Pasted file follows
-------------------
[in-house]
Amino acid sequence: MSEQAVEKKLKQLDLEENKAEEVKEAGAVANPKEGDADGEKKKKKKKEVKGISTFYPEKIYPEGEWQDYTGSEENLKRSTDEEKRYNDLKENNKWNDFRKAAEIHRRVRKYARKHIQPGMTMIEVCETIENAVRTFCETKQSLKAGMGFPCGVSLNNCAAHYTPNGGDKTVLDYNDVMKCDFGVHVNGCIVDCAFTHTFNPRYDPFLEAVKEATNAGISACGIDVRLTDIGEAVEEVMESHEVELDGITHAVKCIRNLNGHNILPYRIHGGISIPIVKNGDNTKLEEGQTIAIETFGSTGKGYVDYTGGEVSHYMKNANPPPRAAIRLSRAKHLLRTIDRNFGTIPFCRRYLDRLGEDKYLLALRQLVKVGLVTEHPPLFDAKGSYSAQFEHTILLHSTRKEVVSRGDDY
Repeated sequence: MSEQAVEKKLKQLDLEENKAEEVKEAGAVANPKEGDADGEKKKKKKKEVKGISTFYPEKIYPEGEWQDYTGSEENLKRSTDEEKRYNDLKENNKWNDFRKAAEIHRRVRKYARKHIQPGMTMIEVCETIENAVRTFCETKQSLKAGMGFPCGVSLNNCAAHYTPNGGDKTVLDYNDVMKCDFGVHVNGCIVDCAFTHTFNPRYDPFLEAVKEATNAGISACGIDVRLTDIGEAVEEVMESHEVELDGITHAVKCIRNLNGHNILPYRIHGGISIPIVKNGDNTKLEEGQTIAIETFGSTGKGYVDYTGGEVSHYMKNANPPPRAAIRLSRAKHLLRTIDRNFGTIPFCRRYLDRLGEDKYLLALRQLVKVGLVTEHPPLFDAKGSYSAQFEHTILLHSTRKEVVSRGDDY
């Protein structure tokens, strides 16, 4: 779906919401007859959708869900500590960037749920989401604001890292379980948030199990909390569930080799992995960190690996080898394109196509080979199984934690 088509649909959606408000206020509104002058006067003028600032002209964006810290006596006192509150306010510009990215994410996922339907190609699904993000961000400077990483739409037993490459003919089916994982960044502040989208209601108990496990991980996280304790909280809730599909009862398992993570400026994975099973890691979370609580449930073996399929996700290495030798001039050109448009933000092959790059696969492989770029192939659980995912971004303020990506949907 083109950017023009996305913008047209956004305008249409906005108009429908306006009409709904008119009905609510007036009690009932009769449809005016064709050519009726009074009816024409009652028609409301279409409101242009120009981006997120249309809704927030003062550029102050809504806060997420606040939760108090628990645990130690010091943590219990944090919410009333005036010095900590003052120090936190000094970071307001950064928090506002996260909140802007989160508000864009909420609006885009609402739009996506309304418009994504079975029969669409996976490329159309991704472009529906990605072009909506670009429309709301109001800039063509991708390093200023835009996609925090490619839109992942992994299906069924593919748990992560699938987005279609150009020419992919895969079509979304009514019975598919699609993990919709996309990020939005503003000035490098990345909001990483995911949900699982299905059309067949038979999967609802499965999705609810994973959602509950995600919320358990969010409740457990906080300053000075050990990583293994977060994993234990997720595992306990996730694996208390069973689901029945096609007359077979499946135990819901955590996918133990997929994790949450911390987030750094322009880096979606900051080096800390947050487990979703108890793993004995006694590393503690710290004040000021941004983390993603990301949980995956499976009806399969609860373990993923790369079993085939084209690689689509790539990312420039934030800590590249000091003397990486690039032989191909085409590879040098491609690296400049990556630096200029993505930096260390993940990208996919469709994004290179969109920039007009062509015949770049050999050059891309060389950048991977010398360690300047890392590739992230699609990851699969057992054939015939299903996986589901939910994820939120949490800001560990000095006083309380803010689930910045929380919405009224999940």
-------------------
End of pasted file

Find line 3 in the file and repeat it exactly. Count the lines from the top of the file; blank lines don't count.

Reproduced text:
Repeated sequence: MSEQAVEKKLKQLDLEENKAEEVKEAGAVANPKEGDADGEKKKKKKKEVKGISTFYPEKIYPEGEWQDYTGSEENLKRSTDEEKRYNDLKENNKWNDFRKAAEIHRRVRKYARKHIQPGMTMIEVCETIENAVRTFCETKQSLKAGMGFPCGVSLNNCAAHYTPNGGDKTVLDYNDVMKCDFGVHVNGCIVDCAFTHTFNPRYDPFLEAVKEATNAGISACGIDVRLTDIGEAVEEVMESHEVELDGITHAVKCIRNLNGHNILPYRIHGGISIPIVKNGDNTKLEEGQTIAIETFGSTGKGYVDYTGGEVSHYMKNANPPPRAAIRLSRAKHLLRTIDRNFGTIPFCRRYLDRLGEDKYLLALRQLVKVGLVTEHPPLFDAKGSYSAQFEHTILLHSTRKEVVSRGDDY